||Fourteen years old|
||Lake Geneva, Wisconsin, USA|
found Valentine about fourteen years ago in a little pet shop near
Chicago. She was housed in a tiny cage that had water and seeds in it.
Her feathers were ragged and she had bald spots. I went ballistic.
Lories are fruit and nectar eaters. They can't extract enough
nutrients from seed, and they need a high energy diet. These are high
In my tirade over the treatment of this wonderful, exotic bird, I had
somehow purchased her... at a greatly reduced price. We drove straight
to the veterinary clinic where the doctor examined her, gave me the
correct diet for her and told me that even though she would probably
never become tame; she was a wild caught import and had a band stating
that, I had probably saved her life.
She was a terror.
She wanted to bathe every day, but had to do that in the bathroom. We
settled on a long stick to transport her to and from her cage for her
morning bath. She ate constantly and the feathers fell like rain. She
shortly molted into a fluorescent red that almost hurts the eyes.
One morning, about six months after she came to live with me, I was
taking her into the bathroom for the morning bath and she ran up the
stick onto my shoulder. She licked my face and rolled around on my
shoulder like a kitten. From that day forward she couldn't be held
enough. She enjoys being held and stroked and turned over on her back
and tickled. She spends a lot of time on her back; something I didn't
expect a bird to do. She plays with her toys (and in her eyes
everything is a toy) and sleeps on her back. The first time I saw her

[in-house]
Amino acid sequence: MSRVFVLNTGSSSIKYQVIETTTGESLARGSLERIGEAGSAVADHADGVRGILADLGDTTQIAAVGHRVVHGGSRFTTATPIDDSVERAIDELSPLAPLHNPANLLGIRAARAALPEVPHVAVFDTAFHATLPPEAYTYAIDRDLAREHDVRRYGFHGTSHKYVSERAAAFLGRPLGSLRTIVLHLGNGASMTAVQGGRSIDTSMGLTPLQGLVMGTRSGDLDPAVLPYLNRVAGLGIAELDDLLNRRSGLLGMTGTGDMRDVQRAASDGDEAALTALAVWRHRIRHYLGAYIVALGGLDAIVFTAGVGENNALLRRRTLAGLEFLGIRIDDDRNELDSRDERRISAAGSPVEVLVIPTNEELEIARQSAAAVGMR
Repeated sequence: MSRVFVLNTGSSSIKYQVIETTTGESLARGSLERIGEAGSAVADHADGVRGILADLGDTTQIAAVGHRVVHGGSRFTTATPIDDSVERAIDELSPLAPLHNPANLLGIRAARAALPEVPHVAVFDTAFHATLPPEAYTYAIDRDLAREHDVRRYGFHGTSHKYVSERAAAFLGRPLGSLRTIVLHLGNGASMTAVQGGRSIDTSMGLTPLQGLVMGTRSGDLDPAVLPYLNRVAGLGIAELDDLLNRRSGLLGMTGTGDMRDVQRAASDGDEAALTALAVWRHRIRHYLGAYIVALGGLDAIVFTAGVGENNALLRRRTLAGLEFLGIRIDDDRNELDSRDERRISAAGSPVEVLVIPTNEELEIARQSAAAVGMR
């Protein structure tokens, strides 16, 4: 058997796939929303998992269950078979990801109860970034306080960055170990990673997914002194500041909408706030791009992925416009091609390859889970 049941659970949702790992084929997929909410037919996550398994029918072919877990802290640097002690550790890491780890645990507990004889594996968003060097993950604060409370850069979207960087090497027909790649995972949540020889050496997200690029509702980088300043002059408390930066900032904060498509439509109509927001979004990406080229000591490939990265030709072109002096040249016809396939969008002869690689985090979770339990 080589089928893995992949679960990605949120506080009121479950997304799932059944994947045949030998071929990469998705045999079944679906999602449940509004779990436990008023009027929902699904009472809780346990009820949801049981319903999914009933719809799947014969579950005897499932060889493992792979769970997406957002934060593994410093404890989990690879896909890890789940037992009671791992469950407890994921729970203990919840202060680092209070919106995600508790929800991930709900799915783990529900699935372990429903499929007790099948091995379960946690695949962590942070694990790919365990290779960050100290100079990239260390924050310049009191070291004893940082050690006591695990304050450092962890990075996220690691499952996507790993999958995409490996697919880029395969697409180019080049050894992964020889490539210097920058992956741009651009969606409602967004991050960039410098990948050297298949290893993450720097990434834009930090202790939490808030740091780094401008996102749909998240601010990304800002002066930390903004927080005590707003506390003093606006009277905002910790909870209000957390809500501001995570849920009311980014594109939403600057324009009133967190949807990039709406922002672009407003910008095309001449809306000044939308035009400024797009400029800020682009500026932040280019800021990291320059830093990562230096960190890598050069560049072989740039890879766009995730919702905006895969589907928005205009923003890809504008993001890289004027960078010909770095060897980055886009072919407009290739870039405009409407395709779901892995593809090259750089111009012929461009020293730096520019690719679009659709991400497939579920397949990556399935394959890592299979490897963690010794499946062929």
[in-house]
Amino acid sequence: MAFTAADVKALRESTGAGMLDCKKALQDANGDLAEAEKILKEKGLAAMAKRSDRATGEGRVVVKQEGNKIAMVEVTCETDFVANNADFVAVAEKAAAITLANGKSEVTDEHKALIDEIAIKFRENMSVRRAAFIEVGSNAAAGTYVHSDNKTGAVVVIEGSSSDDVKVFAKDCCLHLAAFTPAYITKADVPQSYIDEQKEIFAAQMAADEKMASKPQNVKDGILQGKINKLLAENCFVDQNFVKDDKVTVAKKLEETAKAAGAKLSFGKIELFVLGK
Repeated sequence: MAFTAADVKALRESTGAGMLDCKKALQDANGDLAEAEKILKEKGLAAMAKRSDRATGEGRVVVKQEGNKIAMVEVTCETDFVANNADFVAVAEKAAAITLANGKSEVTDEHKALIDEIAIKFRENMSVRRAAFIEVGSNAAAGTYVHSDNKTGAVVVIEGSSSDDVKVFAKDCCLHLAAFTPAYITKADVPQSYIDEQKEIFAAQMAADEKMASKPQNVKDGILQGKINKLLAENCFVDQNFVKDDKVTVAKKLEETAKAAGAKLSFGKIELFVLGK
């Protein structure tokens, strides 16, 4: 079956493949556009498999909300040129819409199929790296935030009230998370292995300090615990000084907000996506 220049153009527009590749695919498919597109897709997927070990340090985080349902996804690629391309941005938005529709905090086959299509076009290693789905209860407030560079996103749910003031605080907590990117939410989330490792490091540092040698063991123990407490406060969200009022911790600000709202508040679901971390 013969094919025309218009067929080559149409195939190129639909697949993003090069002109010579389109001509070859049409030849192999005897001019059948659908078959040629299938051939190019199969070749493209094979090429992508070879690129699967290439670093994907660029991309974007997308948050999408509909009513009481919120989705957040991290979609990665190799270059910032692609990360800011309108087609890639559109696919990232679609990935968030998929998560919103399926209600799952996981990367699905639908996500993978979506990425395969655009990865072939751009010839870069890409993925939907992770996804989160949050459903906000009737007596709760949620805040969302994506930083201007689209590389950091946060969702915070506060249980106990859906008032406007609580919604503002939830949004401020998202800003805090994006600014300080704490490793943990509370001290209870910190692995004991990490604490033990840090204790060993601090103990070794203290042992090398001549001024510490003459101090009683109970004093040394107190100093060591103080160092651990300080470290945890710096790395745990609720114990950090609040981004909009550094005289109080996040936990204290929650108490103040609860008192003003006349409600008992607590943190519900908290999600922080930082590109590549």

sleeping that way, I screamed. I thought she had died!
Not long after she tamed herself, she uttered her first words, "Stop
it!" I was trying to teach her "Hello," but she obviously heard me
admonishing her more often. She plays rough sometimes, and when she
nips, I tell her to "stop it". Since then, she has picked up more
words. Her favorite is "Valentine". She creates her own words too like
Valababy, Birdentine, Babytine, Tinentine, etc. When people are
talking she just babbles and laughs as though she is taking part in
the conversation. When she was about six, she developed a very serious
lung infection. It required me to give her injections twice a day for
ten days. I don't know who hated them worse. Poor bird, when I would be
dabbing antiseptic on the area to be injected, she would shriek, "No
bite, no bite!" That is what I would yell when she was still new and
would really latch onto me. She never said that phrase before the
injections and has never said them since. Bird brains indeed.
She is rarely locked in her cage and has plenty of levels and
cardboard boxed to explore and eventually destroy. She is really a
sweet and wonderful companion. Due to her diet of vegetables, fruit,
sprouts and juices, housekeeping is a little more involved with her
than most birds, but when she cuddles under my chin, and says, "Love
you, bird," it's really no chore at all.
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